Technology troubles invite new CPS policies

Junior+Bettie+Logan+and+senior+Emma+Richardson+check+their+phones+while+in+their+AUT+period.+Photo+by+Kristine+Cho

Junior Bettie Logan and senior Emma Richardson check their phones while in their AUT period. Photo by Kristine Cho

Grace Vance

District removes Twitter block on student Wi-Fi

Sophomore Chloe Peterson sits in her fourth hour World History class, her eyes drooping as she settles down at the end of a long day. She quietly sneaks out her phone, turns on her cellular data and taps on to Snapchat. Her teacher continues the lecture as she updates her story and scrolls through the filters.
“I check my phone about two times every class. I text people [and] go on Instagram and Snapchat,” Peterson said. “All the time I’m curious about what’s [happening on social media during class].”
Getting on social media during school may seem like an everyday occurrence in teenagers’ lives, but the simple act of doing so is quite contrary to the purpose of CPS’ private wifi. In fact, using a phone without connecting to wifi is the very thing that enables a student to surpass the firewall that blocks social media sites and apps from use.
CPS Director of Technology Services Chris Diggs explained that there are different social media apps blocked for elementary, middle and high school students. Twitter is the only app accessible for high schoolers on school-issued  and personal devices connected to CPS wifi.
Applications such as Instagram, Snapchat, Facebook and Tumblr were banned during the 2015-16 school year and are still blocked. But as students bypass the school wifi, they also circumnavigate The Children’s Internet Protection Act (CIPA) that filters Internet access to sites deemed obscene or harmful to minors.
“[Social media] has always been blocked, even back when Facebook was pretty much the only social media site being used. It has only been within the last few years we unblocked it,” Diggs said. “The CPS District Technology Committee and our school district leaders all provide input regarding their assessment of the educational value provided by the [social media site under assessment.]”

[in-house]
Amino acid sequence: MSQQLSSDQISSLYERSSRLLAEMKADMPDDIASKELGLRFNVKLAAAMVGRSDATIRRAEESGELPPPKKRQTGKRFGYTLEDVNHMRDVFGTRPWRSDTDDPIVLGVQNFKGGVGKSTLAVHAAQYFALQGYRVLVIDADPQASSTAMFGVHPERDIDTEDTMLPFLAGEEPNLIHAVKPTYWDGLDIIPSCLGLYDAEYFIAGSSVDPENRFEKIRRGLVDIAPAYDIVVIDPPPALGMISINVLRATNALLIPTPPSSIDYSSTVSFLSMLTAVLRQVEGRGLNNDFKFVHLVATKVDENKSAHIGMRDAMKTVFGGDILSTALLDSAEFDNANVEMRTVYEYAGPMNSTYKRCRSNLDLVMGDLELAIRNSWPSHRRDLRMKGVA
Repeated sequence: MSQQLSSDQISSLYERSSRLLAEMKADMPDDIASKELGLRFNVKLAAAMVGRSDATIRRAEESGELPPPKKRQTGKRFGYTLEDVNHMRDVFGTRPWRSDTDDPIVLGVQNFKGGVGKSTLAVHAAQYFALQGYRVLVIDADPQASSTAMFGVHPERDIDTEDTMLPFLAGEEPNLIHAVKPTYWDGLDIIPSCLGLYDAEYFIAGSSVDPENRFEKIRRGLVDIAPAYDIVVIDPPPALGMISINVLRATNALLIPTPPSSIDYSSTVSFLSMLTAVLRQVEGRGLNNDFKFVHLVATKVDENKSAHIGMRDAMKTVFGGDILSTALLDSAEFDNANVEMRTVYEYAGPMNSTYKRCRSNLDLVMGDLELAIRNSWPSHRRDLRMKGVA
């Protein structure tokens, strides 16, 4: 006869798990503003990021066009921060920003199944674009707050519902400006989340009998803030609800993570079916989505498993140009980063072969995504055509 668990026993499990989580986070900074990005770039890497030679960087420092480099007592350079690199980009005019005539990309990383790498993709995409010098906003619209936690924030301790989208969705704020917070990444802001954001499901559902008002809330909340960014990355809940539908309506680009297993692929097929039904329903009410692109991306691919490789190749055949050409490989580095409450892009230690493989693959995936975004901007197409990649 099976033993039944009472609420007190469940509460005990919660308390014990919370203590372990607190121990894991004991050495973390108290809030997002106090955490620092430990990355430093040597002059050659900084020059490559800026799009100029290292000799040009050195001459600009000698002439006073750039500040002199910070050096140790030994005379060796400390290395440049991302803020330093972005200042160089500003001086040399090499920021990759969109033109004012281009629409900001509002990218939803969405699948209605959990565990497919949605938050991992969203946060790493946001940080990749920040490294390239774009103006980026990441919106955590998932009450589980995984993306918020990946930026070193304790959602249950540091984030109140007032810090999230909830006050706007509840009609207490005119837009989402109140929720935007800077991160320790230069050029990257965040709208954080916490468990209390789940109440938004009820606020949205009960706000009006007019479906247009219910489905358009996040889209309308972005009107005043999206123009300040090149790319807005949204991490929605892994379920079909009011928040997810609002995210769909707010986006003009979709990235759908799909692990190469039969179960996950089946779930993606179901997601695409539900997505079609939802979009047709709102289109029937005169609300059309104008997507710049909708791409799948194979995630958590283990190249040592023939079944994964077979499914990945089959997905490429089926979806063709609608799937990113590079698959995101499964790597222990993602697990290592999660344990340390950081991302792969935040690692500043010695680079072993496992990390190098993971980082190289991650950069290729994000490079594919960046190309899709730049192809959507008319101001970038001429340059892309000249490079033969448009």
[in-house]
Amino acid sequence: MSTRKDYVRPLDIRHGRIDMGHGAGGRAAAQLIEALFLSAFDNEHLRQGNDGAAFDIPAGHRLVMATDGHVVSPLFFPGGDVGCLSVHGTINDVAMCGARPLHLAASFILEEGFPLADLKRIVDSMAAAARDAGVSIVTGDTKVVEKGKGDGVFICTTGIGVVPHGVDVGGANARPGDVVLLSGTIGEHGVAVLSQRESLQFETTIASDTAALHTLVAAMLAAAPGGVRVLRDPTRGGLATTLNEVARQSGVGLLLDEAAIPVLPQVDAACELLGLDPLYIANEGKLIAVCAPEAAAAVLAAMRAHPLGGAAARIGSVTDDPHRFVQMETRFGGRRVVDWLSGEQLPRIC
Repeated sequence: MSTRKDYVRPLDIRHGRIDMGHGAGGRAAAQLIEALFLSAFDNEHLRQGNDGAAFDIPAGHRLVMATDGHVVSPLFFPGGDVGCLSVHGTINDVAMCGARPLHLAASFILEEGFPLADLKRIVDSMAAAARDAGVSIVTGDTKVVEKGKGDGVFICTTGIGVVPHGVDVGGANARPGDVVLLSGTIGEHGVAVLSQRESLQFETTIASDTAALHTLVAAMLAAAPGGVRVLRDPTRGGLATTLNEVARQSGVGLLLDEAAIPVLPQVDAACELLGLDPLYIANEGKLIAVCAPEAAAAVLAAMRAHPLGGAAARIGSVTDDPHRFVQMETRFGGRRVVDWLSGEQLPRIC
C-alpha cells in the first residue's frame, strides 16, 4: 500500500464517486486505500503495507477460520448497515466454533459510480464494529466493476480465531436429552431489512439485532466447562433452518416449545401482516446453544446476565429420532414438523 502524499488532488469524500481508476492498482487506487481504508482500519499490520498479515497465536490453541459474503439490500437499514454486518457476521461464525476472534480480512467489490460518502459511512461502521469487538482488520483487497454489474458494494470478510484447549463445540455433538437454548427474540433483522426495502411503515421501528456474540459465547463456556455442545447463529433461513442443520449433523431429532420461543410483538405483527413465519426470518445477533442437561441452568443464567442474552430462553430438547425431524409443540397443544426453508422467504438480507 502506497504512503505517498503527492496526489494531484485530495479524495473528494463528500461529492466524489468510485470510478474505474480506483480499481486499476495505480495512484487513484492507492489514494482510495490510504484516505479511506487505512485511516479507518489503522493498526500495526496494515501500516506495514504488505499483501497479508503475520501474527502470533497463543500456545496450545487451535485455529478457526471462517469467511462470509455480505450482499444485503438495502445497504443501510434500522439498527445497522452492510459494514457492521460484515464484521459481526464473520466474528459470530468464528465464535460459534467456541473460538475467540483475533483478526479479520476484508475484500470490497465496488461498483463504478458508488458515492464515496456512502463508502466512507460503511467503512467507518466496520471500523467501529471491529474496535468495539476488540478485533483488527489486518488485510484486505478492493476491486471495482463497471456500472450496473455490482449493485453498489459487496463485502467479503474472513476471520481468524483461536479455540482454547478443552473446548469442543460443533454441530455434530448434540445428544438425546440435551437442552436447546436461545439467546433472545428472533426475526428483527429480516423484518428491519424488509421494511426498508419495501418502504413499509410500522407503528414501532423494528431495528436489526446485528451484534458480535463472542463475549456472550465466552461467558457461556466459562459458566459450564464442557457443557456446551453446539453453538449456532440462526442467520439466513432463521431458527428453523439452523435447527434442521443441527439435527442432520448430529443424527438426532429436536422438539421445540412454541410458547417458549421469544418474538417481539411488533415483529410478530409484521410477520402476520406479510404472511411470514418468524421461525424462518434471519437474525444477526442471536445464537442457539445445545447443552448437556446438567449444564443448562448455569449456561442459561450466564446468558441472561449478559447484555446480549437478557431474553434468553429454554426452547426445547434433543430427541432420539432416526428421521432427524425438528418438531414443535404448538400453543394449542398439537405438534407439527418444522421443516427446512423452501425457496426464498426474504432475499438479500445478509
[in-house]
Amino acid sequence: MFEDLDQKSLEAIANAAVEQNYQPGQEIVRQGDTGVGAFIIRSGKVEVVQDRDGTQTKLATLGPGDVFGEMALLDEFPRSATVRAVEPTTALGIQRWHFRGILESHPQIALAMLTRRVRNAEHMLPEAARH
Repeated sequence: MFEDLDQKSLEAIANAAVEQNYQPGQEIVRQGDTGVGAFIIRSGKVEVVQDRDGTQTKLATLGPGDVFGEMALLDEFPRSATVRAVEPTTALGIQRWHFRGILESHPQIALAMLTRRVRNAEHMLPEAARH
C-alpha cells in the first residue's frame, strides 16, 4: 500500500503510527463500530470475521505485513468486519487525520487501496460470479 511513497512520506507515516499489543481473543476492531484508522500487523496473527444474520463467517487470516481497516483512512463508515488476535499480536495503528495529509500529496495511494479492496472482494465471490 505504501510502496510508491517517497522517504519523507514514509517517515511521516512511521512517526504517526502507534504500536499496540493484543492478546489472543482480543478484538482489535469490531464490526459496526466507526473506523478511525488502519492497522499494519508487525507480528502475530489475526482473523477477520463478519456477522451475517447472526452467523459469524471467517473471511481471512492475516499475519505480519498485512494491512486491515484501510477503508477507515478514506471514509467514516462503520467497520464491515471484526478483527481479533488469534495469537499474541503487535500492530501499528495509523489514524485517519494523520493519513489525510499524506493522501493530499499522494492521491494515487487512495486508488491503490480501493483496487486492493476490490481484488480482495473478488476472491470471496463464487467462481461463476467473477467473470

While there are legal ramifications for a district under federal funding to decline the use of a internet firewall, media specialist Dennis Murphy said blocking social media is also a part of avoiding security breaches.

art by Joy Park
art by Joy Park

“One of the reasons sometimes for social media [blocks] is it opens a hole for security,” Murphy said. “Some social media can make a hole for possible people getting into it.”
Murphy encounters students using social media at school every day. Because of this, sidestepping the CPS wifi doesn’t shock him.
“There is no doubt in my mind that most people get around anything they want to get around,” Murphy said. “That doesn’t surprise me at all.”
Although Peterson found a way to access her social media, she still sets limits for her social media usage while in class and finds the filters helpful for fending off distraction.
“I try to stay focused though I do give myself breaks when the teacher isn’t talking,” Peterson said. “High school students should have boundaries, though they’ll most likely break them anyways.”

Giving iPads to all students considered in new plan